Ross Lake 2014

image

I have a confession to make.

Hearing the blow-by-blow of anyone's vacation (including my own) bores me. "We went there, and then we did this. Then we had that for dinner, then we did this." I don't like what this says about my own curiosity, attention span, or social skills, but there you have it. 

So I won't do that to you, but I'll throw out a few (possible) profoundities. Sigh. You know me too well.

Mostly what I have to say is that every day with the people I love is precious. There might be moments of boredom or drama. There might be miscommunications or dashed expectations. I might come off looking like a jerk and then have the next 4 days, stuck on a dock together, to wish I was kinder and gentler and more zen. 

But at the end of my life, I won't wish I had worked more. I won't wish I had said "no" to snuggling with my dog, swimming with my children, or dropping everything to see a movie with a friend. I won't wish I had been right more often. *&%$! That's always my problem. To hell with being right. I'll wish I had been more present. For the last 5 days, I have been. And I'm high off it. Lots of love to my Kangas/Walker family.

image

IMG_4087

 Dave and Kelly Ross Lake 2014

Yancey Ross Lake 2014

My BG Ross Lake 2014

This is the Better Place

IMG_2950

Just home from our annual trip with Yancey's family to Ross Lake. It never gets old--Cascade Mountains in the moonlight, feet dangling off the dock, morning coffee and books, Wyatt practicing dives into the cold, clear water.

IMG_2986

I read Anna Quindlen's memoir, Lots of Candles, Plenty of Cake. Emily read it first, then mailed it to me from her vacation in Michigan so I'd have it for mine. Is that true love or what? Reading Quindlen's reflections on aging, career, motherhood, and womanhood seemed especially poignant as I sat in the sun and watched my children. My life is now. What matters most are the sandwiches in ziploc bags, serving my clients between homework and laundry, teaching my children about money and kindness, reading the news and trying to love the world in all its brokenness and beauty.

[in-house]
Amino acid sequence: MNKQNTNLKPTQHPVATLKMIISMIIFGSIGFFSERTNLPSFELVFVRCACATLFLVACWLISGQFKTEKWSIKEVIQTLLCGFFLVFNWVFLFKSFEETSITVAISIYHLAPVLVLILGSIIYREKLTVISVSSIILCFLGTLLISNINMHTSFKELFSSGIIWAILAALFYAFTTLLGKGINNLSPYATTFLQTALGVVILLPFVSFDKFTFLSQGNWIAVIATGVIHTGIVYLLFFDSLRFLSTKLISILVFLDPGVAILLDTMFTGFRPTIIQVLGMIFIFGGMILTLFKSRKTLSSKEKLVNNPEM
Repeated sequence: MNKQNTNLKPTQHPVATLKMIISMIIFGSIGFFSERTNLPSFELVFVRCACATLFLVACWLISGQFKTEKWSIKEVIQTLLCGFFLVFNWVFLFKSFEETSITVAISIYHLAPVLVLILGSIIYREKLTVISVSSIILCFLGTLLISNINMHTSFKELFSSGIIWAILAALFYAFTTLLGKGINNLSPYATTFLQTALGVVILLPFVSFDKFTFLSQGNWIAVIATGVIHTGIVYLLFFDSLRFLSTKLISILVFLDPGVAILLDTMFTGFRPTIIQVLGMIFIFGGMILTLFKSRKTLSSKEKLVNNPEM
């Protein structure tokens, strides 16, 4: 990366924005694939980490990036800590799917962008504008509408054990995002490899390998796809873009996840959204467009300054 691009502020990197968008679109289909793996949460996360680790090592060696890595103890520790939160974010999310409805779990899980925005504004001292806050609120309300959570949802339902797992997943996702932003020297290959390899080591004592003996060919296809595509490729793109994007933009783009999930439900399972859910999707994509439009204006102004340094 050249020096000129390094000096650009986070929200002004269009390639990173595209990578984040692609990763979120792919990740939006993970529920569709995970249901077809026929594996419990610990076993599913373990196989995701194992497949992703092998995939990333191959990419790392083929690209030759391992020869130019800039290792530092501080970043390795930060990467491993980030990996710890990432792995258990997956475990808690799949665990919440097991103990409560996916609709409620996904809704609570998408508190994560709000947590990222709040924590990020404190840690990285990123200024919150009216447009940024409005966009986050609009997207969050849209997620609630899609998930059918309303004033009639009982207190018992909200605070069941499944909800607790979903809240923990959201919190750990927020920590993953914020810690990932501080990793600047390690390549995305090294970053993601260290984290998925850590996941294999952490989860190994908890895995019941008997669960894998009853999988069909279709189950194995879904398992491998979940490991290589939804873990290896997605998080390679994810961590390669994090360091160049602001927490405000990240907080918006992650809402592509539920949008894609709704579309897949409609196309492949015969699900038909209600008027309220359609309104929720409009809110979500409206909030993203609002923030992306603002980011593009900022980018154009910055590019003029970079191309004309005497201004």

Anna remembers her mother's early death, and the empty consolation of well-wishers:

"She's in a better place," [the friend said]. There is no better place. This is the best place, here, now, alive, a chipmunk scampering across the stones, a cloud scudding across the sky, the dogs barking at nothing on the road, the road running empty into an unseen distance and beyond, my husband busy at the office, my children busy in the world. The better place is along the Hudson River, where the loon bobs on the swell from the ferry and dives for unseen fish until it seems he must drown, then pops up glistening  twenty feet from where he went down. The better place is that spot on the highway when you can suddenly see New York City strung like a necklace of jagged diamonds, and that corner of the porch where the house wrens build their nest and disassemble it and build it again, and the table at Thanksgiving and tree at Christmas.

And I'm learning (again?!) that my task is to pay attention, both to the suffering and to the Cascade Mountains in the moonlight. And it's to pay attention to myself--my anxiety, my fears, the food I eat, the addictions that sometime seem easier than paying attention. When I take a breath in and then breathe out, I can remember that everything I need is right here. There is no better place.

IMG_3011

And if you find that the unlikely luck of a 5 year-old fishergirl turns up a beautiful rainbow trout, you can do the following:

Whole Roasted Trout with Cumin and Lime
Preheat over to 425. Take a scaled, cleaned and gutted fresh-caught trout. This one happened to be about 15" long and a little over an inch thick. Melt a few tablespoons of butter in a cast iron skillet. Add a big handful of thinly sliced red onions, a finely chopped clove of garlic, and cook down about 5 minutes. Add a tsp. of ground cumin, coarse salt, freshly ground pepper, and a big squeeze of lime juice and simmer for another minute. Along with a handful of fresh herbs (parsely, basil, cilantro, oregano, chives), stuff the fish with most the onion mixture. Sprinkle more herbs and the remaining onion mixture over the fish, drizzle with a little olive oil, and lay some thinly sliced lime over the top. Put the skillet into the preheated oven and roast about 15 minutes per inch of thickness, or until fish is tender and opaque and the skin slips easily from the flesh. Stand around and eat with your fingers, like proud Loretta did.